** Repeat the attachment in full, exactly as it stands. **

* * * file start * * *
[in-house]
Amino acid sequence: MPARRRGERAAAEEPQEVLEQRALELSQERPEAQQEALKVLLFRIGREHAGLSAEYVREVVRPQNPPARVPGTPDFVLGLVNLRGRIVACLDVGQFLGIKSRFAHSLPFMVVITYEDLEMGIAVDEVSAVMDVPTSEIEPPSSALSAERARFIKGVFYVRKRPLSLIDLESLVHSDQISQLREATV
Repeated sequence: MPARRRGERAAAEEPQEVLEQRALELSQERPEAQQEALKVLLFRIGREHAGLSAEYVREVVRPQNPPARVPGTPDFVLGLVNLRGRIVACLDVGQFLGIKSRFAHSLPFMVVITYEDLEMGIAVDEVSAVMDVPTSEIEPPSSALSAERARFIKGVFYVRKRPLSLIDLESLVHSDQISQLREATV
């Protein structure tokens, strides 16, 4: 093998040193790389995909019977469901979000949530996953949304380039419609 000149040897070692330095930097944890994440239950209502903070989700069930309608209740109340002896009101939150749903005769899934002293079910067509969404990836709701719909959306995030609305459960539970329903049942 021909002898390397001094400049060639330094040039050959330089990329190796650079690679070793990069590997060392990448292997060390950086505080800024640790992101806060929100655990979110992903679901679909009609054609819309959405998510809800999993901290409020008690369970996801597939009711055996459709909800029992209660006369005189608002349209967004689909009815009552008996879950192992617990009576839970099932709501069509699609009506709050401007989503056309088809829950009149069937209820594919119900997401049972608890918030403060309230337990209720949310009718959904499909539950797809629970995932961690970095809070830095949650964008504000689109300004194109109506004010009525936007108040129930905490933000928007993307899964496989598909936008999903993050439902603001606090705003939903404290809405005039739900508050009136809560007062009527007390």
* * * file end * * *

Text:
[in-house]
Amino acid sequence: MPARRRGERAAAEEPQEVLEQRALELSQERPEAQQEALKVLLFRIGREHAGLSAEYVREVVRPQNPPARVPGTPDFVLGLVNLRGRIVACLDVGQFLGIKSRFAHSLPFMVVITYEDLEMGIAVDEVSAVMDVPTSEIEPPSSALSAERARFIKGVFYVRKRPLSLIDLESLVHSDQISQLREATV
Repeated sequence: MPARRRGERAAAEEPQEVLEQRALELSQERPEAQQEALKVLLFRIGREHAGLSAEYVREVVRPQNPPARVPGTPDFVLGLVNLRGRIVACLDVGQFLGIKSRFAHSLPFMVVITYEDLEMGIAVDEVSAVMDVPTSEIEPPSSALSAERARFIKGVFYVRKRPLSLIDLESLVHSDQISQLREATV
């Protein structure tokens, strides 16, 4: 093998040193790389995909019977469901979000949530996953949304380039419609 000149040897070692330095930097944890994440239950209502903070989700069930309608209740109340002896009101939150749903005769899934002293079910067509969404990836709701719909959306995030609305459960539970329903049942 021909002898390397001094400049060639330094040039050959330089990329190796650079690679070793990069590997060392990448292997060390950086505080800024640790992101806060929100655990979110992903679901679909009609054609819309959405998510809800999993901290409020008690369970996801597939009711055996459709909800029992209660006369005189608002349209967004689909009815009552008996879950192992617990009576839970099932709501069509699609009506709050401007989503056309088809829950009149069937209820594919119900997401049972608890918030403060309230337990209720949310009718959904499909539950797809629970995932961690970095809070830095949650964008504000689109300004194109109506004010009525936007108040129930905490933000928007993307899964496989598909936008999903993050439902603001606090705003939903404290809405005039739900508050009136809560007062009527007390």